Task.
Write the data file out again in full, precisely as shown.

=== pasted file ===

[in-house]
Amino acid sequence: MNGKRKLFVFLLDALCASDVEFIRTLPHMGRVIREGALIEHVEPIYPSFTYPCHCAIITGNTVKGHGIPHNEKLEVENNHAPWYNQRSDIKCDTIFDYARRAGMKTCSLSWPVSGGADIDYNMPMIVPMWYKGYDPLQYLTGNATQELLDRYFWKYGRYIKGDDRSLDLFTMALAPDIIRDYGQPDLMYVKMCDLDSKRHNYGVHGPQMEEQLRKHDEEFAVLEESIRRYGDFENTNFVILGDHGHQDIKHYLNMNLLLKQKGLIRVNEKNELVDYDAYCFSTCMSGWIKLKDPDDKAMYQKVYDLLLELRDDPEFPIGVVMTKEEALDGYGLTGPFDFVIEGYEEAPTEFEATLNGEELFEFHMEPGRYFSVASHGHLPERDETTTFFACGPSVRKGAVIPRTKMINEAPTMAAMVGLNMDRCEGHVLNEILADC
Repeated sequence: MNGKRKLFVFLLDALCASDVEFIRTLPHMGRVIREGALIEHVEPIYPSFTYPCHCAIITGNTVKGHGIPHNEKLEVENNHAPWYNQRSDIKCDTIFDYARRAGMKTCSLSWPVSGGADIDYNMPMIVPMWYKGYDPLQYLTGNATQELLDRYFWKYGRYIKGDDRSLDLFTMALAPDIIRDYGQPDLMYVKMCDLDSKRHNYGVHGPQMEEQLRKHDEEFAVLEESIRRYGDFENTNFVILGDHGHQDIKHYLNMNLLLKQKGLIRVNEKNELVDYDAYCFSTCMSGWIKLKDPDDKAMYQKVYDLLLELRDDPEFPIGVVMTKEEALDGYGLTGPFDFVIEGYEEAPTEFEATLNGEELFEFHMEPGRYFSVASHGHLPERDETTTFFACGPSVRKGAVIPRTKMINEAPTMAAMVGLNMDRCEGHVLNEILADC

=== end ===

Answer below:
[in-house]
Amino acid sequence: MNGKRKLFVFLLDALCASDVEFIRTLPHMGRVIREGALIEHVEPIYPSFTYPCHCAIITGNTVKGHGIPHNEKLEVENNHAPWYNQRSDIKCDTIFDYARRAGMKTCSLSWPVSGGADIDYNMPMIVPMWYKGYDPLQYLTGNATQELLDRYFWKYGRYIKGDDRSLDLFTMALAPDIIRDYGQPDLMYVKMCDLDSKRHNYGVHGPQMEEQLRKHDEEFAVLEESIRRYGDFENTNFVILGDHGHQDIKHYLNMNLLLKQKGLIRVNEKNELVDYDAYCFSTCMSGWIKLKDPDDKAMYQKVYDLLLELRDDPEFPIGVVMTKEEALDGYGLTGPFDFVIEGYEEAPTEFEATLNGEELFEFHMEPGRYFSVASHGHLPERDETTTFFACGPSVRKGAVIPRTKMINEAPTMAAMVGLNMDRCEGHVLNEILADC
Repeated sequence: MNGKRKLFVFLLDALCASDVEFIRTLPHMGRVIREGALIEHVEPIYPSFTYPCHCAIITGNTVKGHGIPHNEKLEVENNHAPWYNQRSDIKCDTIFDYARRAGMKTCSLSWPVSGGADIDYNMPMIVPMWYKGYDPLQYLTGNATQELLDRYFWKYGRYIKGDDRSLDLFTMALAPDIIRDYGQPDLMYVKMCDLDSKRHNYGVHGPQMEEQLRKHDEEFAVLEESIRRYGDFENTNFVILGDHGHQDIKHYLNMNLLLKQKGLIRVNEKNELVDYDAYCFSTCMSGWIKLKDPDDKAMYQKVYDLLLELRDDPEFPIGVVMTKEEALDGYGLTGPFDFVIEGYEEAPTEFEATLNGEELFEFHMEPGRYFSVASHGHLPERDETTTFFACGPSVRKGAVIPRTKMINEAPTMAAMVGLNMDRCEGHVLNEILADC